Indeed, the camelid might be one of the safer ways to get around, since an interesting wrinkle to traversal is that you risk attracting the wrong kind of attention. DokeV currently has a resource called ‘dream fragments’ (the in-game terminology hasn’t been fully decided yet, Nam explains) which help you pull off a boost while you’re skateboarding or gain extra gliding time while clutching your umbrella. “But every time a fragment is used, it alerts patrol drones who will rush to your location,” Nam adds. “These are basically the Company’s security system, so expect a battle.”

(Image credit: Pearl Abyss)
The idea of corporate interference stifling self-expression is an intriguing one, though the development team doesn’t appear to have been held back at all: from what we’ve seen so far, DokeV is hardly short of ideas, and Nam and Kim suggest there’s plenty that hasn’t been shown yet. 
Performance issues aside, it all seems a little too good to be true, though Kim says the “rockstar enthusiasm” that greeted its reveal was a big morale booster. “We look forward to repaying this support by making the game as fun and exciting as we can,” he says. In other words, they want to be the very best. Perhaps like no one ever was.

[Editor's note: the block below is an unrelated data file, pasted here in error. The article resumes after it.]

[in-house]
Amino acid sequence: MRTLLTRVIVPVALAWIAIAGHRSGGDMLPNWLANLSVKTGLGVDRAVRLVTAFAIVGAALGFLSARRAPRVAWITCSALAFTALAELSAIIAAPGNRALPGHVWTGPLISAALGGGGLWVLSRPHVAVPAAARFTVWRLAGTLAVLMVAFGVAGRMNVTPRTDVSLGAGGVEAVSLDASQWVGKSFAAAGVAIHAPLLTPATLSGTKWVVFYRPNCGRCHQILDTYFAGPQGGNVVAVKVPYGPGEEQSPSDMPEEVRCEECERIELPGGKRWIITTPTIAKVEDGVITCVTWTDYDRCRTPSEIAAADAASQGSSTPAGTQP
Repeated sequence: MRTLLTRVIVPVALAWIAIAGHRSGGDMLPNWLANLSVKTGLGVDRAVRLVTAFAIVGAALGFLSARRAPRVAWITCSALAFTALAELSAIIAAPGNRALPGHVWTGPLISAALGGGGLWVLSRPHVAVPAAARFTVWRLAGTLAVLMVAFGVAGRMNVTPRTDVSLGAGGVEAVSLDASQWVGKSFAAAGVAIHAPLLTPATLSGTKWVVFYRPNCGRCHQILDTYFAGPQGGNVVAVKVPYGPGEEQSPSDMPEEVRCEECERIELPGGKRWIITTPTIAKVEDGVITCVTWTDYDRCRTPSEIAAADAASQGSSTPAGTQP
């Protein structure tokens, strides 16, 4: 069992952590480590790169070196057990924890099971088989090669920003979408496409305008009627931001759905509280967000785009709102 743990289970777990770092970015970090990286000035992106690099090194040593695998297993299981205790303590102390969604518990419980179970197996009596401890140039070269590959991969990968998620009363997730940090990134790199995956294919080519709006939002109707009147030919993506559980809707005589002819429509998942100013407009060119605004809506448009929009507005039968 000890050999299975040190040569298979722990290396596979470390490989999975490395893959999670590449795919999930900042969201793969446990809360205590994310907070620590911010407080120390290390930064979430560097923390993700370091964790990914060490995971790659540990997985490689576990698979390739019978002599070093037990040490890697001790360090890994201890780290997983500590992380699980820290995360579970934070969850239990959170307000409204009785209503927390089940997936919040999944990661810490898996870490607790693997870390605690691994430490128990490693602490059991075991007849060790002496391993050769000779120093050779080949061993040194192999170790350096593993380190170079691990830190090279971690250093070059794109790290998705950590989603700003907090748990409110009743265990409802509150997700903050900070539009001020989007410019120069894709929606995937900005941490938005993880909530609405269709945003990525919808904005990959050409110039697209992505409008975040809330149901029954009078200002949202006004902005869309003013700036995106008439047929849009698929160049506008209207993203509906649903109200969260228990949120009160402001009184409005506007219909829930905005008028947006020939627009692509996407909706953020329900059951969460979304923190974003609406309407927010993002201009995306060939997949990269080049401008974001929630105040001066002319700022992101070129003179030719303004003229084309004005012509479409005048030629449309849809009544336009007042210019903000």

Forgive us – we couldn’t resist getting in one last winking reference. Not least because we might not get another chance. After all, if DokeV can deliver on its ambitions, all those obvious comparisons could be quickly forgotten.
For more fantastic previews, reviews, and in-depth features, you can pick up the latest issue of Edge magazine from Magazinesdirect today. 

#DokeV #nextgen #Pokemon